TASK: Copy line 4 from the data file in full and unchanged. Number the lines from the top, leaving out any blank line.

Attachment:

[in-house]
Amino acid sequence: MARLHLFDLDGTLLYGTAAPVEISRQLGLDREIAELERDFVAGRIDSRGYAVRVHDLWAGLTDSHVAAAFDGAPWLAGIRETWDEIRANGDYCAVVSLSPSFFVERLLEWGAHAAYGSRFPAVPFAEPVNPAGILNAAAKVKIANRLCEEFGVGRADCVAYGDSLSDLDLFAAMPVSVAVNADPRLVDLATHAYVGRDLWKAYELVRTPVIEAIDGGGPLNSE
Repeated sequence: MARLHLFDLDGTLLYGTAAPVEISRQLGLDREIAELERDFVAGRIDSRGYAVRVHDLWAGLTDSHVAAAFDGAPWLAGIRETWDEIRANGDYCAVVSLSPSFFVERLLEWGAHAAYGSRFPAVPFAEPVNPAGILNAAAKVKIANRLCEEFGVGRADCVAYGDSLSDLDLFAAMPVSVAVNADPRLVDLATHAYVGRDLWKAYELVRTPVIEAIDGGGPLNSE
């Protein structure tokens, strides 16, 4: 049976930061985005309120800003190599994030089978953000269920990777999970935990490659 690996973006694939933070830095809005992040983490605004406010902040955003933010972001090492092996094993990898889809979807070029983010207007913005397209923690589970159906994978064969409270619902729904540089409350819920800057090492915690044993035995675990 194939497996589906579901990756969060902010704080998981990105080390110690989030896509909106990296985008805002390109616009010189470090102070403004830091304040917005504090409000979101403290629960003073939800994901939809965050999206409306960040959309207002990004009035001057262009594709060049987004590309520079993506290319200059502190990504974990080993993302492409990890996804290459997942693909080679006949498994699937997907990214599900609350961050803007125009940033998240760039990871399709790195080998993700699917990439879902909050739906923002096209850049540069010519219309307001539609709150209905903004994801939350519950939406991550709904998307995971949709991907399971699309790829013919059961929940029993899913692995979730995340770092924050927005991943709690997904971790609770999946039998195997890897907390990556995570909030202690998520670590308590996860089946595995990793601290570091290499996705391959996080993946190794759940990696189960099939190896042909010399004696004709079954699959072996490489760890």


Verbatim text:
């Protein structure tokens, strides 16, 4: 049976930061985005309120800003190599994030089978953000269920990777999970935990490659 690996973006694939933070830095809005992040983490605004406010902040955003933010972001090492092996094993990898889809979807070029983010207007913005397209923690589970159906994978064969409270619902729904540089409350819920800057090492915690044993035995675990 194939497996589906579901990756969060902010704080998981990105080390110690989030896509909106990296985008805002390109616009010189470090102070403004830091304040917005504090409000979101403290629960003073939800994901939809965050999206409306960040959309207002990004009035001057262009594709060049987004590309520079993506290319200059502190990504974990080993993302492409990890996804290459997942693909080679006949498994699937997907990214599900609350961050803007125009940033998240760039990871399709790195080998993700699917990439879902909050739906923002096209850049540069010519219309307001539609709150209905903004994801939350519950939406991550709904998307995971949709991907399971699309790829013919059961929940029993899913692995979730995340770092924050927005991943709690997904971790609770999946039998195997890897907390990556995570909030202690998520670590308590996860089946595995990793601290570091290499996705391959996080993946190794759940990696189960099939190896042909010399004696004709079954699959072996490489760890």